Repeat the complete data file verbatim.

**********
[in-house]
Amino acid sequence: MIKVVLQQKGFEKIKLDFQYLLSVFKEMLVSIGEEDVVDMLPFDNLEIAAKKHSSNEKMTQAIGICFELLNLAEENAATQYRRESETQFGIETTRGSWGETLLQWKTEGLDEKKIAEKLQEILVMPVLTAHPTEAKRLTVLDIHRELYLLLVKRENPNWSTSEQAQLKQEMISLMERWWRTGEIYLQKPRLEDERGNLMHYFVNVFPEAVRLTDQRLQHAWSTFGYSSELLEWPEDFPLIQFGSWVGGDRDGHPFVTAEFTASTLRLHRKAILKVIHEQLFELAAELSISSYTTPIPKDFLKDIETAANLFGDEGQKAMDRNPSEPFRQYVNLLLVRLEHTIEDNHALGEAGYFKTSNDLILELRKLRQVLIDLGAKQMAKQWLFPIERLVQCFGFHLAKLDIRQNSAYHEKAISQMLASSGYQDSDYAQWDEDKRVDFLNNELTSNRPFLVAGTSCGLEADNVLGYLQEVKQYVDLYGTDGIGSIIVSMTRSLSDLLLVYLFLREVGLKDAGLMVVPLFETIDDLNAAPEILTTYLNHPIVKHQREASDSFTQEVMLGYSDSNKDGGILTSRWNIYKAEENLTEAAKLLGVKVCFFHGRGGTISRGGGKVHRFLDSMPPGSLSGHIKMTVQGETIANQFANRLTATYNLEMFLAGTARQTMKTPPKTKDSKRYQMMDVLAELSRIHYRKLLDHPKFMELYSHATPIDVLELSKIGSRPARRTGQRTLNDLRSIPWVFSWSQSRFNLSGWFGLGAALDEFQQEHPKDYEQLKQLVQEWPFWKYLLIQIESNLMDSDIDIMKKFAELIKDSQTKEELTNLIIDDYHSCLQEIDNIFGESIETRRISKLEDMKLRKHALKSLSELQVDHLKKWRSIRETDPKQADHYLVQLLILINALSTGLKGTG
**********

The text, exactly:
[in-house]
Amino acid sequence: MIKVVLQQKGFEKIKLDFQYLLSVFKEMLVSIGEEDVVDMLPFDNLEIAAKKHSSNEKMTQAIGICFELLNLAEENAATQYRRESETQFGIETTRGSWGETLLQWKTEGLDEKKIAEKLQEILVMPVLTAHPTEAKRLTVLDIHRELYLLLVKRENPNWSTSEQAQLKQEMISLMERWWRTGEIYLQKPRLEDERGNLMHYFVNVFPEAVRLTDQRLQHAWSTFGYSSELLEWPEDFPLIQFGSWVGGDRDGHPFVTAEFTASTLRLHRKAILKVIHEQLFELAAELSISSYTTPIPKDFLKDIETAANLFGDEGQKAMDRNPSEPFRQYVNLLLVRLEHTIEDNHALGEAGYFKTSNDLILELRKLRQVLIDLGAKQMAKQWLFPIERLVQCFGFHLAKLDIRQNSAYHEKAISQMLASSGYQDSDYAQWDEDKRVDFLNNELTSNRPFLVAGTSCGLEADNVLGYLQEVKQYVDLYGTDGIGSIIVSMTRSLSDLLLVYLFLREVGLKDAGLMVVPLFETIDDLNAAPEILTTYLNHPIVKHQREASDSFTQEVMLGYSDSNKDGGILTSRWNIYKAEENLTEAAKLLGVKVCFFHGRGGTISRGGGKVHRFLDSMPPGSLSGHIKMTVQGETIANQFANRLTATYNLEMFLAGTARQTMKTPPKTKDSKRYQMMDVLAELSRIHYRKLLDHPKFMELYSHATPIDVLELSKIGSRPARRTGQRTLNDLRSIPWVFSWSQSRFNLSGWFGLGAALDEFQQEHPKDYEQLKQLVQEWPFWKYLLIQIESNLMDSDIDIMKKFAELIKDSQTKEELTNLIIDDYHSCLQEIDNIFGESIETRRISKLEDMKLRKHALKSLSELQVDHLKKWRSIRETDPKQADHYLVQLLILINALSTGLKGTG